gourley-mc-orgThe first time Rob Gourley ’18 took a formal video journalism course was in his junior year at Carolina. That May, he completed a weeklong photojournalism workshop. 

“It brought me up to speed really quick,” he says.

The Hearst National Championship judges would be inclined to agree. After Rob’s project “Don’t Think Twice” won Best Multimedia Story of the Year, Rob qualified for the Hearst National Championship—one of the most prestigious student journalism award competitions in the U.S. 

Each student in the competition had a limited amount of time to complete a creative assignment in their field of expertise: writing, photojournalism, radio, television, or multimedia. A week before arriving in San Francisco for the competition, Rob found out his assigned topic was “diversity and multiculturalism in the Bay Area.” 

He came up with several story ideas and ultimately decided to focus on the American Muslim perspective because the competition fell during Ramadan. As he was road-tripping to San Francisco, he dashed off several cold emails to various Muslim groups in the Bay Area. One of those groups gave him contact information for a woman heavily involved in local politics.

“She was gracious enough to allow me to tell part of her story when I got there,” Rob says. 

He had two and a half days to make the video. After a welcome event and formal meetings the morning of his arrival, he met up with Hala Hijazi, the woman he’d decided to feature. He rode along with her as she drove to a mayoral campaign in a neighboring town called Dublin, 40 minutes away. Rob didn’t start filming right away but used the drive as a chance to chat with and get to know Hala. When they arrived in Dublin, Hala jumped into the campaign and Rob pulled out his camera.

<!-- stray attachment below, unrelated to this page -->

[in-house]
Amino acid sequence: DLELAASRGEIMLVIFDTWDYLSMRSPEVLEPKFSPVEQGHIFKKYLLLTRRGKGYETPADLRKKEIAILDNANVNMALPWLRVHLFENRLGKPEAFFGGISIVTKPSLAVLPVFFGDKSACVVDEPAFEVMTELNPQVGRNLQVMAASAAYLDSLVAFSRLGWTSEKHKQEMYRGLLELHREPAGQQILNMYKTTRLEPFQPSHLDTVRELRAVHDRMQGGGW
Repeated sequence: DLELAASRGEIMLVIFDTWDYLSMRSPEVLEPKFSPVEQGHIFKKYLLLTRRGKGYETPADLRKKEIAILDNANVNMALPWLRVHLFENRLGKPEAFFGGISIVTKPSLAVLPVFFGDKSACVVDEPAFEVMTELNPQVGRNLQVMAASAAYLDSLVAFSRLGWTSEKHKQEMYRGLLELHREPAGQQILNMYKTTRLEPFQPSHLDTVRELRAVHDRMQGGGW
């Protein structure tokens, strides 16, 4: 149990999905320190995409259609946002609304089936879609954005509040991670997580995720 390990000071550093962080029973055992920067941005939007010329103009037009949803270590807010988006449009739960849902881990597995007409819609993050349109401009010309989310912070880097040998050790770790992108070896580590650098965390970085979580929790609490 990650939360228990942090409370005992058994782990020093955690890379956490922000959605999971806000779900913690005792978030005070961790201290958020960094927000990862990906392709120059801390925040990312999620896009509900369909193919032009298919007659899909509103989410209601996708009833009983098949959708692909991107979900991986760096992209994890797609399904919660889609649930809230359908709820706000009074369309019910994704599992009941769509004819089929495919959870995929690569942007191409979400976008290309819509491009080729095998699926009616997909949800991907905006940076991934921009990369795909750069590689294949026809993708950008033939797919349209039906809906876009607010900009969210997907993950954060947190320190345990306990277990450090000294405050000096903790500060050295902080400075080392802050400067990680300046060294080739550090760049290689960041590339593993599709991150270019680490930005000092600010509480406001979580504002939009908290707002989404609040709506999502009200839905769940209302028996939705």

The next day, he filmed more of her work, plus an hour-long interview with her. She even let him film her praying in her mosque. The third day, he filmed even more of her work and conducted a follow-up interview. By the end, he had an hour and a half of interview footage plus several hours of scene footage. He needed to condense it all into a three-minute video.

“I think I got two hours of sleep,” Rob laughs later. The long days and sleepless nights turned out worthwhile, as his video won first place. 

Before he found out the judges’ decision, he sent the video to Hala. 

“That was actually more important to me than the competition,” Rob says. “And she actually loved it, which meant the world to me.”

This summer Rob is undertaking a ten-week video internship at the Los Angeles Times. In August, he’ll return to UNC for a dual masters in mass communication and environmental science.

“I am deeply grateful for the opportunities I’ve been provided at UNC to get to where I am right now,” he says. “It’s the classes that I took, and it’s also the opportunities I had through the Discovery Fund.”

After all, the Discovery Fund paid for Rob’s journalism workshop at the end of his junior year, as well as the travel he undertook to compete his initial Hearst entry, “Don’t Think Twice.” A current Morehead-Cain scholar, Nicholas Byrne, did the sound editing for “Don’t Think Twice,” and Mipso, a band comprised primarily of Morehead-Cain alumni, donated music for the video soundtrack. 

Rob hasn’t yet published his three-minute short about Hala, but “Don’t Think Twice” is viewable here.

Description of the championship-winning video:
Hala Hijazi is the first Arabic Muslim woman to be appointed as a San Francisco human rights commissioner. She has developed a network to support her community of nearly a quarter of a million American Muslims in the Bay Area. This year, election day overlaps with Ramadan, a holy month of fasting and prayer. Hijazi is forced to balance her faith and her work as she reflects on the challenges facing American Muslims and the hope of a new election cycle.